007 is back in the intriguing Spectre, the 24th instalment of the hugely successful and iconic franchise that helps right the wrong of the previous Skyfall and finally allows Daniel Craig to headline what feels like a proper Bond film.
Beginning with a thrilling fight inside a travelling helicopter during the Day of the Dead celebrations in Mexico City, Bond takes ownership of a ring bearing a mysterious octopus-shaped symbol.
After being suspended from duty for his shenanigans by a fuming M (the returning, splendidly-cast Ralph Fiennes), Bond goes rogue and secretly heads to Rome to attend the funeral of the man he killed in Mexico, where he meets the widow Lucia Sciarra (Monica Bellucci).
One seduction later results in Bond infiltrating a criminal organization led by Franz Oberhauser (Christoph Waltz) who it turns out has a personal connection to Bond’s childhood past.
After barely escaping, Bond heads to the Austria where a meeting with fugitive enemy Mr White (Jesper Christensen) ends with Bond agreeing to protect White’s estranged psychiatrist daughter Madeleine Swann (Lea Seydoux).
After rescuing her from kidnap in a chase across the Alps, Bond teams up with the reluctant Madeleine as they cross Tangiers, North Africa and eventually London to seek out and stop the work of the mysterious organization of S.P.E.C.T.R.E.
Meanwhile, with all that taking place, M has to deal with matters relating to an intelligence personnel (Andrew Scott) who is keen on seeing the double-O section replaced in a merger deal between MI5 and MI6.
For the past three Bond films, Daniel Craig has proven that he is without doubt the best Bond since Connery, possibly the best Bond yet and this film cements that stance yet again. Owning the part in the way he has displayed since first portraying the part, Craig pushes himself successfully once more mixing the wit and charisma with the charm and brutal nature that has made Bond the hero for so many generations.
Now while the fabulous Casino Royale and the not-as-impressive Quantum of Solace justified examining how Bond became Bond, Skyfall, good as it was, underwhelmed somewhat as it lacked the welcoming formula that the franchise was ready to return to.
Here, though three years late, this film succeeds at giving Craig the ability to headline a Bond film that features the conventions and delivers the expectations that have made the Bond films a welcoming presence in cinema.
While there is no foot chase across the London Underground or a ski-jump off a cliff, there is enough engaging action that will satisfy the most die-hard of Bond fans.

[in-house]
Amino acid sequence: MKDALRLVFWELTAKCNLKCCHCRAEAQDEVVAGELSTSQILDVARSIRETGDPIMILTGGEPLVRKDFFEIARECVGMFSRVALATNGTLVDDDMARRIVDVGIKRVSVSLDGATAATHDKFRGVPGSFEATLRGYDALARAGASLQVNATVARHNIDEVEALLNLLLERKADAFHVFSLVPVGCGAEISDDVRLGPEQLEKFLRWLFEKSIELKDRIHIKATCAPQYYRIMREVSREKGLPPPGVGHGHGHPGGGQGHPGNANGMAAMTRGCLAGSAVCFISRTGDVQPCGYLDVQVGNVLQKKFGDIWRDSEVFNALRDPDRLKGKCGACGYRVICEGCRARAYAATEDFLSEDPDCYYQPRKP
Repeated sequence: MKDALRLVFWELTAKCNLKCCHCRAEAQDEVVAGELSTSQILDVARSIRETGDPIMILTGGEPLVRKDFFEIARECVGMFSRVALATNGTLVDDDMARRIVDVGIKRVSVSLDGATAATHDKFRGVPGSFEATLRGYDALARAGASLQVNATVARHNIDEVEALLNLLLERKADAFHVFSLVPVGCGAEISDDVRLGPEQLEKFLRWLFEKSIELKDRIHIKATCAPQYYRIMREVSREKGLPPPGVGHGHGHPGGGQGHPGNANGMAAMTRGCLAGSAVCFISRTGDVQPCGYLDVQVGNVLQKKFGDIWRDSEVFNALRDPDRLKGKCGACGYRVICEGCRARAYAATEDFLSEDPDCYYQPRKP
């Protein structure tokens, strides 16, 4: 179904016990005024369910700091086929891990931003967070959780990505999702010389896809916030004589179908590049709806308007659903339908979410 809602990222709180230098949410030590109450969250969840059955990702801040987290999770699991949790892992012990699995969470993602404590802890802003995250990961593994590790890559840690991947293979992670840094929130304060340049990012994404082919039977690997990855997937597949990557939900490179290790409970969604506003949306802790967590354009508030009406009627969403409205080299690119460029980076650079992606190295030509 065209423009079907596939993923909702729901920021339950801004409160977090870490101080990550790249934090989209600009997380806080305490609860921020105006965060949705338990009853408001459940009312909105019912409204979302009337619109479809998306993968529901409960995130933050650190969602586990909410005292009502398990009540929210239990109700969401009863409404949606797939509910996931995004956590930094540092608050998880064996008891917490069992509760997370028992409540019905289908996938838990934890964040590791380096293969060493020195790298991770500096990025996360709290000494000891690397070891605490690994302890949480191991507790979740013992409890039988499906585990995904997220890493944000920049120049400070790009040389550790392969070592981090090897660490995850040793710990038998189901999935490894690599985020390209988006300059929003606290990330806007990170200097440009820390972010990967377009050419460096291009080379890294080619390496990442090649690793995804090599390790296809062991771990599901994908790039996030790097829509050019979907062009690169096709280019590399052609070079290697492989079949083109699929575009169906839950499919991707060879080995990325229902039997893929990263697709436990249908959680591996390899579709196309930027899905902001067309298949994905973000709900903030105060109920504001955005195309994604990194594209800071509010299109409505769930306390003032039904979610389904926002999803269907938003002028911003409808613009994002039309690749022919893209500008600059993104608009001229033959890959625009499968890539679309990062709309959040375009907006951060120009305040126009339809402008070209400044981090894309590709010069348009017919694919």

From the breath-taking pre-credits sequence to an exciting night car chase across Rome to the hand-to-hand battle between Bond and the silent assassin Hinx (Dave Bautista) onboard a train, Spectre continues to show that Bond films really are the place to go for genuinely entertaining blockbusters.
Bringing with its intensity is the film’s continued use of memorable supporting characters with both Waltz and Seydoux making for welcome additions to the series in their respective roles of villain and Bond girl.
Waltz continues the strategy of the chief Bond villain of today being played by an Oscar-winning European actor known for scene-stealing performances. He is both chilling and unpredictable in the role which seems like the ideal role for an actor capable of portraying villains with such quiet ferocity.
With a frightening delivery of simplistic lines like ‘‘Welcome, James’’, Waltz arguably plays as the best villain in the Craig era, just for bringing genuine scares from vocals alone, a testament for such a wonderful actor.
Seydoux is also engaging as the psychiatrist whose headstrong nature, beauty and genuine likability makes Swann the ideal Bond girl for today. Part of the film’s success lies with the fact that Swann is given much better treatment as a Bond girl than Severine, the tragic lead from Skyfall whose appalling treatment effectively damaged the structure Bond films have to endear to for it to succeed as proper Bond films.
With memorable supporting characters, impressive action and a typically entertaining performance from Craig as Bond, Spectre succeeds.
Looking back, it feels like what the Pierce Brosnan films would be if CGI was replaced with character study but after three films of seeing something different, it is good to be back to normal. It has to stay this way.